Friday, June 17, 2011


i had always wanted a small flock of hens and was not about to let our limited space stop us from keeping them. we got our first flock about 6 years ago and have been hooked ever since. they are such a wonderful addition to the garden in so many ways.

it is so fun to collect their beautiful eggs each day. and they help to keep the insect population at bay. and let's not forget about their poop! yes it is a wonderful addition to the compost pile. but mostly we get a lot of enjoyment from just watching them scratch around in the garden and listening to their sweet little clucking sounds. we are now onto our second flock and have chosen a variety of breeds.

columbian white wynadotte

americauna (a blue egg layer. we are very excited about this!)

partridge plymouth barred rock


silver seabright bantam (a favorite around here)

they are about 2 months old now and are just starting to free range around in the garden.

they are beginning to get used to our outdoor space. one of their favorite spots is our back porch where they peck around, preen their feathers and roost up on the bench.

for those of you thinking about starting a small flock of your own, i highly recommend the book Keep Chickens! Tending Small Flocks in Cities, Suburbs, and Other Small Spaces by Barbara Kilarski. it is a simple and easy read full of information about raising healthy chickens in a small space.

the girls make the garden feel complete. heck they even help with identifying our address. when people ask where we live, i'll say "we are the house on the corner, the one with the chickens." they nod and know exactly where it is.


  1. I love your bantam and may just have to get a few to go with our flock. Have a beautiful weekend.

  2. Such nice photographs. Chickens always look so much more beautiful out and about with the green stuff than in a confined space. We used to let our chickens go everywhere, and we loved to watch them out the kitchen window, playing chicken basketball. Gradually, though, our garden started to take priority, and our baby girl started coming in with chicken poop all over her hands. I couldn't figure out how to let the chickens free range and still have a. anything left to eat in the garden b. any grass at all by the end of winter c. enough fencing to keep them in the yard. I write all this because we are planning to build a tall coop behind our garage, and while it will be big enough and we will keep it nice and clean, it seems sad to me that I won't even be able to see them from the house. Looking at these photos, it seems like the chickens just leave your garden alone - and don't even poop on the bench! Any secrets?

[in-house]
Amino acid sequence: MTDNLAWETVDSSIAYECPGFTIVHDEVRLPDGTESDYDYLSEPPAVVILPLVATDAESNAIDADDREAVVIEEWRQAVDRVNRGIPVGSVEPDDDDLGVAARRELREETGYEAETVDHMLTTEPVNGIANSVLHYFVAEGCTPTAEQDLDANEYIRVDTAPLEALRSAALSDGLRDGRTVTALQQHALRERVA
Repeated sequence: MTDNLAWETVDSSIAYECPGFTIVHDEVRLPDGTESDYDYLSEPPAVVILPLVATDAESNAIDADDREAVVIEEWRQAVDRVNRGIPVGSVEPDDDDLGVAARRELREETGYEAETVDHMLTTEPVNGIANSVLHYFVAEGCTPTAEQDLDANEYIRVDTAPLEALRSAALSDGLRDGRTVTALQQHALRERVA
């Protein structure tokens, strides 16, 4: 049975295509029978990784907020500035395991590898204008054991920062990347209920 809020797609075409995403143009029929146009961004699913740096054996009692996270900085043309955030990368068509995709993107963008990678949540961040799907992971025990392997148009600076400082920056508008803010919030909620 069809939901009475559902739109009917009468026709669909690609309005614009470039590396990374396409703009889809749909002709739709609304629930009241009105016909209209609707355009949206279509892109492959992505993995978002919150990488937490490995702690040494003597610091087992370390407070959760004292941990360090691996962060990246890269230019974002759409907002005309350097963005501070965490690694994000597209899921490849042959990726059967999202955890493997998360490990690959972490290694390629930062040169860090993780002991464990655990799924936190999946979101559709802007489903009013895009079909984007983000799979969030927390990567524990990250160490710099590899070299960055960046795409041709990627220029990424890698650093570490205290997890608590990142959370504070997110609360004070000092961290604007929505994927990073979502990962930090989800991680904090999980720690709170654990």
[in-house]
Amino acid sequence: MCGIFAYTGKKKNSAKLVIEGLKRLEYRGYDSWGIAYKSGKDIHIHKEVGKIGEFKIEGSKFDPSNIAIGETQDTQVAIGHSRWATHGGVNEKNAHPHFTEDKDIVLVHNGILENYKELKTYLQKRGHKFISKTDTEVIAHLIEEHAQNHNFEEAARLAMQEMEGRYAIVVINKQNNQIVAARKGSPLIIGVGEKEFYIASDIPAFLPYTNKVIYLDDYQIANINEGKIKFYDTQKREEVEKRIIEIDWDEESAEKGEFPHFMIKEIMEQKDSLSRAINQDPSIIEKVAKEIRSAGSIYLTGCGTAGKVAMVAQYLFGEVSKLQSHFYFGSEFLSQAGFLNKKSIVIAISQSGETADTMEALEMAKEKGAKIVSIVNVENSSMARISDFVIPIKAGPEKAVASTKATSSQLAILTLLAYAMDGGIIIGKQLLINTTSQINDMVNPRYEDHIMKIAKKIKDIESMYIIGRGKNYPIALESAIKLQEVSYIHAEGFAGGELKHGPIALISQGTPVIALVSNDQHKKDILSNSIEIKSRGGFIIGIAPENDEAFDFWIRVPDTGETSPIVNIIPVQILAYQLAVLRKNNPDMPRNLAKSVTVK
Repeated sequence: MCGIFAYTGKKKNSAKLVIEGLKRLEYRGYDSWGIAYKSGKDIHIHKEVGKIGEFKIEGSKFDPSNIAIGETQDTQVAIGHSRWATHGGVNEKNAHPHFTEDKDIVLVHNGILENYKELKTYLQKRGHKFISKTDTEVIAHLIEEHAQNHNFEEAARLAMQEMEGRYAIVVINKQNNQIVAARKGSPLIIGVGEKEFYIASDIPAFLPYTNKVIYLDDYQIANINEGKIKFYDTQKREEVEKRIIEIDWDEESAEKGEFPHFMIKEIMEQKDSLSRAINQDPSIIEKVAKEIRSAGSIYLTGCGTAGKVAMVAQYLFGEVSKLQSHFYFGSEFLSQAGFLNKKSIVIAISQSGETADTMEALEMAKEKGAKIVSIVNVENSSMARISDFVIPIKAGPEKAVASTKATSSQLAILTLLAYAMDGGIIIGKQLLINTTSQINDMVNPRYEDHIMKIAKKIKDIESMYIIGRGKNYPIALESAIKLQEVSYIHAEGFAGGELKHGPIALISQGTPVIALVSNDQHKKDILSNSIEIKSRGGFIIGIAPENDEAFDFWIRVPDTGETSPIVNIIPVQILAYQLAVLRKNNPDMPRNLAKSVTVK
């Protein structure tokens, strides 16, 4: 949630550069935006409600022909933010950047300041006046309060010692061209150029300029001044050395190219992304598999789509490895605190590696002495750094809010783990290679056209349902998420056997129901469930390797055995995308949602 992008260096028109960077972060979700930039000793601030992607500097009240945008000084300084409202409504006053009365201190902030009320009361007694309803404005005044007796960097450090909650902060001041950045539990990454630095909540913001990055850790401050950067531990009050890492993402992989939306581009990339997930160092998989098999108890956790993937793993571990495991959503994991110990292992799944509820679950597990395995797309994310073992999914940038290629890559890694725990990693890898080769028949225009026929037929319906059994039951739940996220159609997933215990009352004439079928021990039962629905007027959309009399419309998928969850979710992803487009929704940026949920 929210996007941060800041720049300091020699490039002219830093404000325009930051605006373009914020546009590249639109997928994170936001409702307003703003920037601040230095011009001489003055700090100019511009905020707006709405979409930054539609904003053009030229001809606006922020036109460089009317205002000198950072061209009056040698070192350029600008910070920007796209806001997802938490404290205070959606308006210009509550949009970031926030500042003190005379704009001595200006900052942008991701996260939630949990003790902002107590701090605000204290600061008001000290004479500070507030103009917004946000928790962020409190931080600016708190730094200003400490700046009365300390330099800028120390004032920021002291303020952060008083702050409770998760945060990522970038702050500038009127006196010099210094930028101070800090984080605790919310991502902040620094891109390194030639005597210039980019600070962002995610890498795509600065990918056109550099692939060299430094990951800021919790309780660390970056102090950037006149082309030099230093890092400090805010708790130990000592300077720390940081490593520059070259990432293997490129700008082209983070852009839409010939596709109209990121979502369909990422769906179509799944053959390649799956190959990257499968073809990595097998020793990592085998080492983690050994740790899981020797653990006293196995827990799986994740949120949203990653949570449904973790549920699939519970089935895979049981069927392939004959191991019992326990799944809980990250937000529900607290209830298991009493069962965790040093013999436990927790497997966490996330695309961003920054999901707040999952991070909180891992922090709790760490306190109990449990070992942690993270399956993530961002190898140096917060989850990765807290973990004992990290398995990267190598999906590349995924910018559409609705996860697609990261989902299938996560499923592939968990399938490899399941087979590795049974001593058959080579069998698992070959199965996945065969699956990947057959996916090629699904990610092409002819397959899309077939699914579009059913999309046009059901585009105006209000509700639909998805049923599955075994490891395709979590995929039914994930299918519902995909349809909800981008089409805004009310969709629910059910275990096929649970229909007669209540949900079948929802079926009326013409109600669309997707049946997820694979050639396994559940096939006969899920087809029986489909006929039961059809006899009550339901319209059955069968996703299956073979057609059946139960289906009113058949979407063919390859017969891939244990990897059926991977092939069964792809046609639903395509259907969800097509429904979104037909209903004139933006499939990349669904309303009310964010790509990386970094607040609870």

3. your girls are so cute!
    p.s. where did you get your sandals?

  4. What a beautiful, diverse flock you have.

    Our chickens (we have 7) will dig the life out of any plant that isn't very, rootily established and are banned from the garden in all months except winter. Do you not have that problem?

  5. ok let me answer a few questions here.
    yes our girls do poop alot too. i have to squirt our back porch and patio off quite a bit. but i don't mind.
    also for the most part the hens do hang in their run which is an enclosed area off of the coop. when i do let them out i am nearby usually gardening or sitting on the back porch. when i see them head for the greens and such i just scoot them away.
    yes they can do quite a bit of damage to a garden by eating and scratching.
    but i like to let them out to get a bit more exercise and feel that a little bit of poop and a few nibbled leaves is worth it. if you do not have a large space for them to roam it can get tricky but i guess it is all about balance.
    0h and my sandals are salt waters:)

  6. We love our Ameraucanas! Such beautiful eggs...
    We have Plymouth Barred Rocks too - but I love your "Partridge" breed, just lovely. I think our Rhode Island Reds have been our most consistent & prolific layers throughout the year.

    Our girls turned 2 yrs old this spring and some don't lay every day... Did you just let your old flock die out naturally or did you re-home them...or eat them? We've lost a few to hawks (and we ate a couple of roosters), but I think we want to wait to get new chicks once our current flock has gone.

    Oh! And we tried having them in the garden but they dug everything up - including the strawberry plants!

  7. ours have their own separatet outdoor space to dust bathe and to scratch on the lawn. We have a large yard, and while I thought it would be romantically lovely to see them frisk about in the garden, it hasn't been practical!! So I love giving them their own space and as I value pastured eggs and don't feed them as much grain feed, it is a great balance. With the roo, he keeps them where they are supposed to stay and they only jump the fence when they want to lay.

    Occasionally they get into the garden, but they only come into the main yard when we can closely supervise them. The poop I don't care about (I know exactly what's in it, no disease pathogens, that is from battery hens and not back yard hens for the most part).

    I love my flock, 2 Blue Laced Red Wyandottes, 2 Easter Eggers, (often marketed as Americaunas, but not the recognized breeds...there are only 7 I think, but lay green eggs for us ) and 2 Black Australorps...oh, and the roo is a BLRW too :)